Don't you forget about me. How having a purpose can make or break you.
September 30, 2016
NEW EDITION, The UX of ME - Redux
November 23, 2017
Visualize to realize
November 25, 2016
Being able to picture your future achievements is a powerful tool for reaching your goals. Athletes do it before they take to the track or enter the arena. They see themselves crossing the finish line first or being awarded the perfect score. We can do the same no matter what we want to achieve. Not everyone has a vivid imagination but everyone is capable of putting into words what they would like to happen in the future. In The UX of ME I talk about this and suggest a pen and paper approach for anyone not able to summon up pictures in their mind.
Try it for yourself. Find a quiet moment, get a blank piece of paper and pencil then choose one of the following questions:
In an ideal world, what words would you like your boss or colleague to use when describing you?
If anything were possible, what would be the highlight of your career in the next 3 years?
Which would be the dream company where you’d love to land a job?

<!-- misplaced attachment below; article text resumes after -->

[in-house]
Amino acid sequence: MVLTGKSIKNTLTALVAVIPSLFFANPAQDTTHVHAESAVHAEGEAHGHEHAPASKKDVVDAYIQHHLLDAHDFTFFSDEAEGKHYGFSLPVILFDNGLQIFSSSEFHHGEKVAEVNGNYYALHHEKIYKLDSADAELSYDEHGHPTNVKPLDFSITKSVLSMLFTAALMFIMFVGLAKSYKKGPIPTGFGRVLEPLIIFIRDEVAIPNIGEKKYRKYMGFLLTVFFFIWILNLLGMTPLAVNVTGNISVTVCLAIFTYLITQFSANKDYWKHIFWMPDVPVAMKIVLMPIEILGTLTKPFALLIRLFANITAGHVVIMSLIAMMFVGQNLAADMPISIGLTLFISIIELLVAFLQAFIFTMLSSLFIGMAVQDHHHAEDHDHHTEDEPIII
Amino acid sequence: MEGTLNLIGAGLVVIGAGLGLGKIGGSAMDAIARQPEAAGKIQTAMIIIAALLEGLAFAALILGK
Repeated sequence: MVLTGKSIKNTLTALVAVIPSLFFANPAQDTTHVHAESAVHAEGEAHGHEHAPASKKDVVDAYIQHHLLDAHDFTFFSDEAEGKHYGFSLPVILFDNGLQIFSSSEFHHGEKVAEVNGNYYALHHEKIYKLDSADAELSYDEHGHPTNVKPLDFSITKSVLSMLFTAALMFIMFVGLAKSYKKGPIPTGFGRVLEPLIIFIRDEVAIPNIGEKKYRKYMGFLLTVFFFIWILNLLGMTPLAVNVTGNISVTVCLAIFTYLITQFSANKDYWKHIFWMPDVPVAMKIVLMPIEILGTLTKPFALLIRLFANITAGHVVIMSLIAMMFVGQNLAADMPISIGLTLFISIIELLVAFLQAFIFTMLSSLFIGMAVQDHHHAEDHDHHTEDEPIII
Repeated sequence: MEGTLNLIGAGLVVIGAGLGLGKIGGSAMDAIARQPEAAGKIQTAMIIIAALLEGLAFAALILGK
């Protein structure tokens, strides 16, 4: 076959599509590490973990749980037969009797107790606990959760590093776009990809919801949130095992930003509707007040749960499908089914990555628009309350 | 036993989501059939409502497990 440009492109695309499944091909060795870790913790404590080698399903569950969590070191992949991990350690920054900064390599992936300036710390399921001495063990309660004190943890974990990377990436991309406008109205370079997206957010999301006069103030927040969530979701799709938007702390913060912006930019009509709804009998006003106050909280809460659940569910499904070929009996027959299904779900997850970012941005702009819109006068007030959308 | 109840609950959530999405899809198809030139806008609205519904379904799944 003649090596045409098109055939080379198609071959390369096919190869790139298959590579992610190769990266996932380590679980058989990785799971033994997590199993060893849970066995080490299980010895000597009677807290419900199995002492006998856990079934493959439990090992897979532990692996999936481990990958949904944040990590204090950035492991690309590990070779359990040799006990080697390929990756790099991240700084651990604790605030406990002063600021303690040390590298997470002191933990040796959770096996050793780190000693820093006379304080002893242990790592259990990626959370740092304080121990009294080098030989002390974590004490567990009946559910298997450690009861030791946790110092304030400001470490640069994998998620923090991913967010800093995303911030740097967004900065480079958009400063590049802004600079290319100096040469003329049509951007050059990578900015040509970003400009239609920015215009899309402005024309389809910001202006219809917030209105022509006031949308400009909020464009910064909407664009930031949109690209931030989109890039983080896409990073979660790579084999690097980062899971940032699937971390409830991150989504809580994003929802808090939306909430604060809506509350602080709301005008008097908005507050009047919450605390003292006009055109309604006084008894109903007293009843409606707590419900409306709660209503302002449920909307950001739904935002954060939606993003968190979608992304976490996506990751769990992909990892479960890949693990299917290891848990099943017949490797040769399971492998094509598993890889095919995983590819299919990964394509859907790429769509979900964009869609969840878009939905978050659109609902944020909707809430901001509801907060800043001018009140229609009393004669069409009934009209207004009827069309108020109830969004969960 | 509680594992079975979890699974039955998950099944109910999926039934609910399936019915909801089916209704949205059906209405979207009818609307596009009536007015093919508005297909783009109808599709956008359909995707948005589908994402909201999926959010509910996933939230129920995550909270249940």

Start writing down your answers and as you do try to imagine the scenes where these things happen. Are you standing on a podium receiving a top industry award? Do you see yourself walking into the lobby of a leading company on your first day?
This kind of visualisation can help you tap into your deepest motivations. You'll instinctively feel more excited about certain scenarios you're imagining than others. These are the ones you should hold onto and conjure up as often as possible. Think of these as visual mantras of where you want to be.
Of course visualisation isn't enough on its own. You need to merit the great words of your boss. But knowing how you want people to see you can help you identify why they don't say it right now. As you work through The UX of ME you'll learn how to optimise your strengths or try new behaviours that will allow you to move closer to the goals you're visualising.
To steal a quote from someone slightly wiser than myself > "What you think you become, what you feel you attract, what you imagine you create".